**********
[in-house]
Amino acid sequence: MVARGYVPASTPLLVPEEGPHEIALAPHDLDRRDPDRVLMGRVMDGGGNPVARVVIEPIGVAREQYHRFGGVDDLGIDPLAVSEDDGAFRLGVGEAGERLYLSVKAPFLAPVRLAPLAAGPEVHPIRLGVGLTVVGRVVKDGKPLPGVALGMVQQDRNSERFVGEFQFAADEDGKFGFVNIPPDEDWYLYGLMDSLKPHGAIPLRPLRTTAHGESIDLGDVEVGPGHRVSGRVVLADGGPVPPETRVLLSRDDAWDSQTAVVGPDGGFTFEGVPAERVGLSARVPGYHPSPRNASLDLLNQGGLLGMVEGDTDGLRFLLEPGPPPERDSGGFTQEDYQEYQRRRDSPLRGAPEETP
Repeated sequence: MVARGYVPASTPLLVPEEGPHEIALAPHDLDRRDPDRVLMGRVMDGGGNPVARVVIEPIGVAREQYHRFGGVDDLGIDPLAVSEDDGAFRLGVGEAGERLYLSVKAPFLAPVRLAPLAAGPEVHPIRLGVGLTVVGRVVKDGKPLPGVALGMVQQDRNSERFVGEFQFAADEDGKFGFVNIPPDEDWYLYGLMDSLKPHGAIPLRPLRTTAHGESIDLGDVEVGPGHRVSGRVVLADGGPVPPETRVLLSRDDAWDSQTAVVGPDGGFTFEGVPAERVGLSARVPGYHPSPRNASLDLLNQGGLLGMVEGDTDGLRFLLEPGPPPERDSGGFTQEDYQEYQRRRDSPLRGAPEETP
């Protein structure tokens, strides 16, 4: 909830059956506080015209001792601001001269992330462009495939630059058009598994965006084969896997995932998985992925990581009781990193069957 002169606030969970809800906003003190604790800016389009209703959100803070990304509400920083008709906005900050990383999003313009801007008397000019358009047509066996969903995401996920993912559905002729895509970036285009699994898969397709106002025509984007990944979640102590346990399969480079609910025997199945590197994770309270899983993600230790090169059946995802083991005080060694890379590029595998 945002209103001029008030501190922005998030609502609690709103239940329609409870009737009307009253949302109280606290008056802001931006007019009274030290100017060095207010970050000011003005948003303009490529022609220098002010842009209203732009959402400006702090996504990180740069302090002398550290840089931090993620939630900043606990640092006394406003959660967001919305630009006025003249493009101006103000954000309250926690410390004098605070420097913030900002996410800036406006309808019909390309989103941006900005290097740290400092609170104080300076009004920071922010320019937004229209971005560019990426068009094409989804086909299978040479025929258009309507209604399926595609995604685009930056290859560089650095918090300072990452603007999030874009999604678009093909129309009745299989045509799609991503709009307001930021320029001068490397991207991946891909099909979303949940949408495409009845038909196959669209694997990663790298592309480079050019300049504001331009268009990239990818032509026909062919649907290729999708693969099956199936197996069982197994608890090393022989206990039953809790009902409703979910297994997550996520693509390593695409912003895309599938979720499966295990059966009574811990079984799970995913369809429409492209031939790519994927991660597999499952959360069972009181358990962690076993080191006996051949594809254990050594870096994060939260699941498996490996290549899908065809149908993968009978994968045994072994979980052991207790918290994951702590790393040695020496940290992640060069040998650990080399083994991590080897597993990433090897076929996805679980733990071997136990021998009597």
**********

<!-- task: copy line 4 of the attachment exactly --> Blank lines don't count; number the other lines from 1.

């Protein structure tokens, strides 16, 4: 909830059956506080015209001792601001001269992330462009495939630059058009598994965006084969896997995932998985992925990581009781990193069957 002169606030969970809800906003003190604790800016389009209703959100803070990304509400920083008709906005900050990383999003313009801007008397000019358009047509066996969903995401996920993912559905002729895509970036285009699994898969397709106002025509984007990944979640102590346990399969480079609910025997199945590197994770309270899983993600230790090169059946995802083991005080060694890379590029595998 945002209103001029008030501190922005998030609502609690709103239940329609409870009737009307009253949302109280606290008056802001931006007019009274030290100017060095207010970050000011003005948003303009490529022609220098002010842009209203732009959402400006702090996504990180740069302090002398550290840089931090993620939630900043606990640092006394406003959660967001919305630009006025003249493009101006103000954000309250926690410390004098605070420097913030900002996410800036406006309808019909390309989103941006900005290097740290400092609170104080300076009004920071922010320019937004229209971005560019990426068009094409989804086909299978040479025929258009309507209604399926595609995604685009930056290859560089650095918090300072990452603007999030874009999604678009093909129309009745299989045509799609991503709009307001930021320029001068490397991207991946891909099909979303949940949408495409009845038909196959669209694997990663790298592309480079050019300049504001331009268009990239990818032509026909062919649907290729999708693969099956199936197996069982197994608890090393022989206990039953809790009902409703979910297994997550996520693509390593695409912003895309599938979720499966295990059966009574811990079984799970995913369809429409492209031939790519994927991660597999499952959360069972009181358990962690076993080191006996051949594809254990050594870096994060939260699941498996490996290549899908065809149908993968009978994968045994072994979980052991207790918290994951702590790393040695020496940290992640060069040998650990080399083994991590080897597993990433090897076929996805679980733990071997136990021998009597």